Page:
A REMNANT of the Capital’s once celebrated rubber industry has received a £5 million funding boost to transform it into an arts centre.
Castle Mills in Fountainbridge, which is on the Buildings at Risk register, has been awarded the cash by the Heritage Lottery Fund.
It is hoped the listed building – the birthplace of the Wellington boot, modern motor car tyre and the first-ever traffic cone – will become a creative hub for the visual arts.
The proposals feature plans for a printmakers, art centre, cafe and learning centre.
The announcement was made just days after property development firm the EDI group unveiled ambitious plans to regenerate the former McEwen’s brewery site adjacent to the former rubber factory.
Built in stages between 1856 and 1897 beside the Union Canal, Castle Mills has a strong industrial heritage which played a central role in Edinburgh’s development and economy. At its peak, the North British Rubber company employed 8000 other people and covered a 20-acre site.
Even as late as the 1950s, it was the city’s largest industry employing more than 3000 people.
It pioneered the use of India rubber to make Wellington boots for 1.2 million soldiers in the First World War.
Colin McLean, head of the Heritage Lottery Fund, said: “Castle Mills was once at the heart of a thriving community, but now stands empty and neglected and whilst much-loved, its restoration presents huge financial challenges.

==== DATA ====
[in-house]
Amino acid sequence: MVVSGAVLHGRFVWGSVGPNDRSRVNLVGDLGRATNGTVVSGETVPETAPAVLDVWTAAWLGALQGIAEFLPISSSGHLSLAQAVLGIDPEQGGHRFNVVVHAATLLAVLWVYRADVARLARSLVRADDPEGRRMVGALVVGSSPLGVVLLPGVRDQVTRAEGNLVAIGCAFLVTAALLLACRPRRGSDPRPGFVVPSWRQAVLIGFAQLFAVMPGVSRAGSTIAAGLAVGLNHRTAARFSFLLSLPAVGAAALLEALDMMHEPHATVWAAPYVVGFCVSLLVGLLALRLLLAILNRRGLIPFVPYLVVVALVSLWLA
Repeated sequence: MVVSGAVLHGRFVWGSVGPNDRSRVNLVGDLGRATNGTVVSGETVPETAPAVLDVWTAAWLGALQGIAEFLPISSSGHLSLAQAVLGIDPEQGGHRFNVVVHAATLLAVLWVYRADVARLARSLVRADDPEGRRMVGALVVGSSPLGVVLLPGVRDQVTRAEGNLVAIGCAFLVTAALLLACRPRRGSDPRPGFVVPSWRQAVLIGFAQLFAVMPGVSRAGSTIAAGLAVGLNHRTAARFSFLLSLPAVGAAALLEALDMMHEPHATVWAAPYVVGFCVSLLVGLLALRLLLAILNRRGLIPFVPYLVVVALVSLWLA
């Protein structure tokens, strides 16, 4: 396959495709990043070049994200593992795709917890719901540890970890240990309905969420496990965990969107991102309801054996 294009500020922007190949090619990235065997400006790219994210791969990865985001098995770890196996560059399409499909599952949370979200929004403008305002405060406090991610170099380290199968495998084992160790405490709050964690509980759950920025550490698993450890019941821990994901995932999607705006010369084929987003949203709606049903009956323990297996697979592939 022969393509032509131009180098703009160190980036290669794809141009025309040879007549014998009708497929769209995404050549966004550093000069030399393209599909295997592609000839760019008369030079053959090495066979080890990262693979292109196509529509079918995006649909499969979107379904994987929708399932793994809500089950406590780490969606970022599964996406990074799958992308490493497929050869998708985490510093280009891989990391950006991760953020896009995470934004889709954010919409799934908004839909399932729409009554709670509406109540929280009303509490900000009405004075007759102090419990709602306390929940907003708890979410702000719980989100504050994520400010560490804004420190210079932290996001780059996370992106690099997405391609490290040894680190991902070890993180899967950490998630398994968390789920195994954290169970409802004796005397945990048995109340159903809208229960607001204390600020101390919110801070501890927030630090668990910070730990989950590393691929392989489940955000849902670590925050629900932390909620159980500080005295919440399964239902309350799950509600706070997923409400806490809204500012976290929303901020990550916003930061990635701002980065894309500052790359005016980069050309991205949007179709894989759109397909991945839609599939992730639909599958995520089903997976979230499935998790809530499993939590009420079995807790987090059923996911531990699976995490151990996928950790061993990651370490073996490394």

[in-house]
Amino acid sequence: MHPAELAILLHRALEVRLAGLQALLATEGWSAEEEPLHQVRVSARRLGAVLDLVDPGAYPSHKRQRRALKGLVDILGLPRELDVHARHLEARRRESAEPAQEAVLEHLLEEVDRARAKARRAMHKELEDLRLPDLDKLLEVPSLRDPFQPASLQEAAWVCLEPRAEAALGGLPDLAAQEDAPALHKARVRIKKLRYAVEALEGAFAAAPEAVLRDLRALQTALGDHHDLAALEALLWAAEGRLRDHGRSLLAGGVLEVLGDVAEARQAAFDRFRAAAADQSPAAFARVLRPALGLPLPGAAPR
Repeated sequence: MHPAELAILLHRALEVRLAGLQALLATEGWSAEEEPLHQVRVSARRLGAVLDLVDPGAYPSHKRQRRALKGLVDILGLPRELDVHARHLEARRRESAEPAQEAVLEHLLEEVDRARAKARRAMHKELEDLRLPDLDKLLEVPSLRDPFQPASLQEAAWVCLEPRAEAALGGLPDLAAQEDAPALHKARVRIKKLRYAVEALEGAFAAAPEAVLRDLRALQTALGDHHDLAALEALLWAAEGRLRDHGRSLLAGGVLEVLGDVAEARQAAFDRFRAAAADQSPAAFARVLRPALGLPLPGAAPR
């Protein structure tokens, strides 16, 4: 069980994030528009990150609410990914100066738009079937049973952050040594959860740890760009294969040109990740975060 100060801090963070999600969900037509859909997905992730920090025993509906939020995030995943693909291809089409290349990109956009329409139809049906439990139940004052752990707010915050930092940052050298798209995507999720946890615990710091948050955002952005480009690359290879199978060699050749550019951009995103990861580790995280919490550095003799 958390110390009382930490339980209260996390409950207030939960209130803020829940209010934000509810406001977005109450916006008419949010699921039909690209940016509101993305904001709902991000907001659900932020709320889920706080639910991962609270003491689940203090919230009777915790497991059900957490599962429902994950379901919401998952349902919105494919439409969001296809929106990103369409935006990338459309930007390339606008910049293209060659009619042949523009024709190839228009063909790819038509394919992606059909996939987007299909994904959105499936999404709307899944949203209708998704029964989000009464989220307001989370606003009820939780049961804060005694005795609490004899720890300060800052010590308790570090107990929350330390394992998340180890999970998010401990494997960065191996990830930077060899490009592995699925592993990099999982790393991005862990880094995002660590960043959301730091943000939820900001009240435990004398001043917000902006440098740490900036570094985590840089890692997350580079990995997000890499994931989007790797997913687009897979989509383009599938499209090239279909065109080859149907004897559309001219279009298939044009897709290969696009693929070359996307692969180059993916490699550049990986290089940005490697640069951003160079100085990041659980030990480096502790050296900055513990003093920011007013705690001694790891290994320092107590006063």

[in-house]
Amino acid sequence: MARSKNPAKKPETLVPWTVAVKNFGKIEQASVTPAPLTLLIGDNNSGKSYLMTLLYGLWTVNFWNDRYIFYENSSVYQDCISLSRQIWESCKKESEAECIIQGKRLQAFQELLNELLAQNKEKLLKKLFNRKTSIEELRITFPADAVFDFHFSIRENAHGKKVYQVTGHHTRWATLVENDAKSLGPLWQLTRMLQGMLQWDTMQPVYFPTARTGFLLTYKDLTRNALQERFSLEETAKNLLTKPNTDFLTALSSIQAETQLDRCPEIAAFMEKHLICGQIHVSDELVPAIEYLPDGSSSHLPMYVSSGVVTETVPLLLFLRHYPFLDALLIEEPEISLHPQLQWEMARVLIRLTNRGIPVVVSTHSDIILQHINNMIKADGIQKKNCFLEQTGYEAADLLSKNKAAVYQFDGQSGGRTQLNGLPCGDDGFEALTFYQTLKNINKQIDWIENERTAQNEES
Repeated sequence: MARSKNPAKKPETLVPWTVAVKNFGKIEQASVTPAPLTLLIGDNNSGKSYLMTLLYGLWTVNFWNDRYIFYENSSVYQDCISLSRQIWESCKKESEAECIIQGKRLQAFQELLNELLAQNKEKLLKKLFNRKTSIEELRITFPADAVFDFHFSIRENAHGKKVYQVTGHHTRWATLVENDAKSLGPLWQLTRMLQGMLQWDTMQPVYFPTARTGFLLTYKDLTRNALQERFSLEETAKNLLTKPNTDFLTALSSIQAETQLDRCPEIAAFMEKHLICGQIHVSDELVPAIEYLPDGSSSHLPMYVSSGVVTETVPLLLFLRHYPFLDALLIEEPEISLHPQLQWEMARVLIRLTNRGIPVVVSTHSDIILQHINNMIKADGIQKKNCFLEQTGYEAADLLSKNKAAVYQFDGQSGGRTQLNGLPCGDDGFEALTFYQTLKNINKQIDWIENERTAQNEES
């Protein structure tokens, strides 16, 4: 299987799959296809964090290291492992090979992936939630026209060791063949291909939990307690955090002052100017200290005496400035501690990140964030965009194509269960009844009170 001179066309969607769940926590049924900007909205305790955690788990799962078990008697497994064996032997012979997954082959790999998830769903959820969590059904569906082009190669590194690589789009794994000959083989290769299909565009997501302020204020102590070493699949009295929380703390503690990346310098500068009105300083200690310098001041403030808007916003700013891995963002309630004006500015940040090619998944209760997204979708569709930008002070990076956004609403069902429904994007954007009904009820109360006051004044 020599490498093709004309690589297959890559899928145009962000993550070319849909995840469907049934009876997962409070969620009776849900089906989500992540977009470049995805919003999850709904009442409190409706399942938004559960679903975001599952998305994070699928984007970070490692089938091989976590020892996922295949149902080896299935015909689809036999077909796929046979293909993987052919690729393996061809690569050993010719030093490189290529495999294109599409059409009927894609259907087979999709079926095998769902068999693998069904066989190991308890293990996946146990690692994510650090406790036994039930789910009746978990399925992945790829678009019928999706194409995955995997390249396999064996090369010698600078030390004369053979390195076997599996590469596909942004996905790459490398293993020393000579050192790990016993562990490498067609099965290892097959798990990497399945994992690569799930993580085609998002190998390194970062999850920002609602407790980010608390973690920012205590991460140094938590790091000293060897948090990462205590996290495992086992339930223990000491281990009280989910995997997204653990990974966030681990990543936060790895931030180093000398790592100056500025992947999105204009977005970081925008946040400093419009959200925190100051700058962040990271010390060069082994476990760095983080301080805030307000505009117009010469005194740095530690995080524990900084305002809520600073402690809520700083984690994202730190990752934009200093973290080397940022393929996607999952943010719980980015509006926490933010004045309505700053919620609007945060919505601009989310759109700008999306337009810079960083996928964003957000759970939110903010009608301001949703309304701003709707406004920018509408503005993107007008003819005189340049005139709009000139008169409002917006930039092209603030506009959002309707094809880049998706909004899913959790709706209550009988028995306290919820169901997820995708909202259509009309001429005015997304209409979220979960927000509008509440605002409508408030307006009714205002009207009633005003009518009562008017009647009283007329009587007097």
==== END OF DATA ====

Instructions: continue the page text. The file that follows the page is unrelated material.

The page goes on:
“We are delighted to be able to help unlock its potential so that it can once again be a centre for new ideas and productivity and a catalyst in the regeneration of Fountainbridge.”
Plans for a “new city neighbourhood” on the 8.2 acres just north of the Union Canal and across the road from the new Boroughmuir High School will be submitted to Edinburgh City Council for planning permission in principle in May.
The masterplan for a vibrant new community to “shop, work, stay and play”, informed by workshops with local residents, includes plans for 340 new homes.
It is estimated that 1400 jobs will be created at the development’s retail units and business areas, in addition to local construction jobs.
The proposals also have a strong focus on leisure activities and the arts.